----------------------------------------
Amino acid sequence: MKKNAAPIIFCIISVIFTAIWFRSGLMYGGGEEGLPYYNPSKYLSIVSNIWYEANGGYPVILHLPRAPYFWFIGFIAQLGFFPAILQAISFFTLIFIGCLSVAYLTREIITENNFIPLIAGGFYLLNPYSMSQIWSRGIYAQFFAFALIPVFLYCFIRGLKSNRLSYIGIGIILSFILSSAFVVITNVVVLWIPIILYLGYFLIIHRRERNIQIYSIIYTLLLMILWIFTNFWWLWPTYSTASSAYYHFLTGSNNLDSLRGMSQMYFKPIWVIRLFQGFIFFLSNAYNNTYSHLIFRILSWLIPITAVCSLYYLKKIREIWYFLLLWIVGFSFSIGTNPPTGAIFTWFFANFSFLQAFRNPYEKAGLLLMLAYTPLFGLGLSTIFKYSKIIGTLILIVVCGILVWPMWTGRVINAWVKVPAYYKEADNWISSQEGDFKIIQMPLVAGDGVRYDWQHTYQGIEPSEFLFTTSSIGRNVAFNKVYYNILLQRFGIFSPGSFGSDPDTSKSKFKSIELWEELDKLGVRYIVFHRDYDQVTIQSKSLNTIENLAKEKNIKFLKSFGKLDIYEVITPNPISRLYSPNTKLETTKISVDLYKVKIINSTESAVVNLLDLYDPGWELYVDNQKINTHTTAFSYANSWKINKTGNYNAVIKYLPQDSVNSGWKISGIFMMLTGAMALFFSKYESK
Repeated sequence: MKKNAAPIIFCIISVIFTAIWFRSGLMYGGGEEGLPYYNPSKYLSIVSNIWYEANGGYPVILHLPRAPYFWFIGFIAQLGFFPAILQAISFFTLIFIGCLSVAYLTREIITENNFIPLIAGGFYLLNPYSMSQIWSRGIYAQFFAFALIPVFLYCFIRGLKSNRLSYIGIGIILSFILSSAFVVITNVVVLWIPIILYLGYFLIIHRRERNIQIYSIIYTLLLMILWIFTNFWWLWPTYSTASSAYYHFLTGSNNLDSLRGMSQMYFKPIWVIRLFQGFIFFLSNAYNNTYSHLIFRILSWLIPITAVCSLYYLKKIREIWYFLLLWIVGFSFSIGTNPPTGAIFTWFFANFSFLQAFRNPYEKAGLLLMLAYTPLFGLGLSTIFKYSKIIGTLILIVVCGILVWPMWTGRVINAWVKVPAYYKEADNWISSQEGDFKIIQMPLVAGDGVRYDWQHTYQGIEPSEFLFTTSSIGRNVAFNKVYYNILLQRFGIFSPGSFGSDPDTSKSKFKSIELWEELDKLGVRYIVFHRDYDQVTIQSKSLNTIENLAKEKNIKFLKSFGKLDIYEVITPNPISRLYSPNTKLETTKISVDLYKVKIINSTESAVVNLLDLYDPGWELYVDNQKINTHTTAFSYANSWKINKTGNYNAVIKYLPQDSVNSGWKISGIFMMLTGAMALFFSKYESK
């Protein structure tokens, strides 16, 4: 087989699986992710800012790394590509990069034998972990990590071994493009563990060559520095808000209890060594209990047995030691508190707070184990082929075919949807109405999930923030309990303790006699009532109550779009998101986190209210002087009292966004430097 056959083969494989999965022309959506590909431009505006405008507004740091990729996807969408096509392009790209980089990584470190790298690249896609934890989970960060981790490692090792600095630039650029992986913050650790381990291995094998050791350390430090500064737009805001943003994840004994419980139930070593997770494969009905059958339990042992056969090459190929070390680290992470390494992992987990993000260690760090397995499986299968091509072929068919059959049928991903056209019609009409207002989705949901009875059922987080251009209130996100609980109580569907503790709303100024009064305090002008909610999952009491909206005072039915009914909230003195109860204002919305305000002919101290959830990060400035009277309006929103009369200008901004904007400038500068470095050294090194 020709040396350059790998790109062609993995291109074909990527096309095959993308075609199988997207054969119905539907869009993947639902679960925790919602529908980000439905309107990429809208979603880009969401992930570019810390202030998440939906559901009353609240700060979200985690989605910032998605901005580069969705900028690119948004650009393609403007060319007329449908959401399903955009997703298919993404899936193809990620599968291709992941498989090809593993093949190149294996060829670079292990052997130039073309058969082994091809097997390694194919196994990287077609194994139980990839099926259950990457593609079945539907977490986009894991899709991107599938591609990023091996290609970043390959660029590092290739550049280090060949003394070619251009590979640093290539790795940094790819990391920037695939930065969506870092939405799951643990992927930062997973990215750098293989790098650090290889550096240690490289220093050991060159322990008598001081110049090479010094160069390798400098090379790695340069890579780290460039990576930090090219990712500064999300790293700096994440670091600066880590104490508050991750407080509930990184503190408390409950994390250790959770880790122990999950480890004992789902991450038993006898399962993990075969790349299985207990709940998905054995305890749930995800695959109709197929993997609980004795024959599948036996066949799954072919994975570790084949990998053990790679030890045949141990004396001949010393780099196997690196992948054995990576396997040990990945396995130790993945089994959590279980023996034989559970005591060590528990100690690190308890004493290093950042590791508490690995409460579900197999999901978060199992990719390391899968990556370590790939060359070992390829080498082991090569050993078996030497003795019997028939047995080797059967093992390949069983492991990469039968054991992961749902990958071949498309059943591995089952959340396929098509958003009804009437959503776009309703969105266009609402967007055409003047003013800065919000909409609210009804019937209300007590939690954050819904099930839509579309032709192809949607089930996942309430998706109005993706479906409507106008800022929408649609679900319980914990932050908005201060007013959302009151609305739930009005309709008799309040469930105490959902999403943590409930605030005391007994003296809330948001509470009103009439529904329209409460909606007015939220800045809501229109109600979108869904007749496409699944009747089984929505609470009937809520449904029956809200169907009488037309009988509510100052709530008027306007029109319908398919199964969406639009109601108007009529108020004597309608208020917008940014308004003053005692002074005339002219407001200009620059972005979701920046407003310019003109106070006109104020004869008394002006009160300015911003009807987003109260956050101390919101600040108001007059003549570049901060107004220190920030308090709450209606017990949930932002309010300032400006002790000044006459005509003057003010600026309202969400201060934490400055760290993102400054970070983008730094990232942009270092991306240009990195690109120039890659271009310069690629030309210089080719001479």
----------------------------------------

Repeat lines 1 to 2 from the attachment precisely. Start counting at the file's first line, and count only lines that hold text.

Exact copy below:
Amino acid sequence: MKKNAAPIIFCIISVIFTAIWFRSGLMYGGGEEGLPYYNPSKYLSIVSNIWYEANGGYPVILHLPRAPYFWFIGFIAQLGFFPAILQAISFFTLIFIGCLSVAYLTREIITENNFIPLIAGGFYLLNPYSMSQIWSRGIYAQFFAFALIPVFLYCFIRGLKSNRLSYIGIGIILSFILSSAFVVITNVVVLWIPIILYLGYFLIIHRRERNIQIYSIIYTLLLMILWIFTNFWWLWPTYSTASSAYYHFLTGSNNLDSLRGMSQMYFKPIWVIRLFQGFIFFLSNAYNNTYSHLIFRILSWLIPITAVCSLYYLKKIREIWYFLLLWIVGFSFSIGTNPPTGAIFTWFFANFSFLQAFRNPYEKAGLLLMLAYTPLFGLGLSTIFKYSKIIGTLILIVVCGILVWPMWTGRVINAWVKVPAYYKEADNWISSQEGDFKIIQMPLVAGDGVRYDWQHTYQGIEPSEFLFTTSSIGRNVAFNKVYYNILLQRFGIFSPGSFGSDPDTSKSKFKSIELWEELDKLGVRYIVFHRDYDQVTIQSKSLNTIENLAKEKNIKFLKSFGKLDIYEVITPNPISRLYSPNTKLETTKISVDLYKVKIINSTESAVVNLLDLYDPGWELYVDNQKINTHTTAFSYANSWKINKTGNYNAVIKYLPQDSVNSGWKISGIFMMLTGAMALFFSKYESK
Repeated sequence: MKKNAAPIIFCIISVIFTAIWFRSGLMYGGGEEGLPYYNPSKYLSIVSNIWYEANGGYPVILHLPRAPYFWFIGFIAQLGFFPAILQAISFFTLIFIGCLSVAYLTREIITENNFIPLIAGGFYLLNPYSMSQIWSRGIYAQFFAFALIPVFLYCFIRGLKSNRLSYIGIGIILSFILSSAFVVITNVVVLWIPIILYLGYFLIIHRRERNIQIYSIIYTLLLMILWIFTNFWWLWPTYSTASSAYYHFLTGSNNLDSLRGMSQMYFKPIWVIRLFQGFIFFLSNAYNNTYSHLIFRILSWLIPITAVCSLYYLKKIREIWYFLLLWIVGFSFSIGTNPPTGAIFTWFFANFSFLQAFRNPYEKAGLLLMLAYTPLFGLGLSTIFKYSKIIGTLILIVVCGILVWPMWTGRVINAWVKVPAYYKEADNWISSQEGDFKIIQMPLVAGDGVRYDWQHTYQGIEPSEFLFTTSSIGRNVAFNKVYYNILLQRFGIFSPGSFGSDPDTSKSKFKSIELWEELDKLGVRYIVFHRDYDQVTIQSKSLNTIENLAKEKNIKFLKSFGKLDIYEVITPNPISRLYSPNTKLETTKISVDLYKVKIINSTESAVVNLLDLYDPGWELYVDNQKINTHTTAFSYANSWKINKTGNYNAVIKYLPQDSVNSGWKISGIFMMLTGAMALFFSKYESK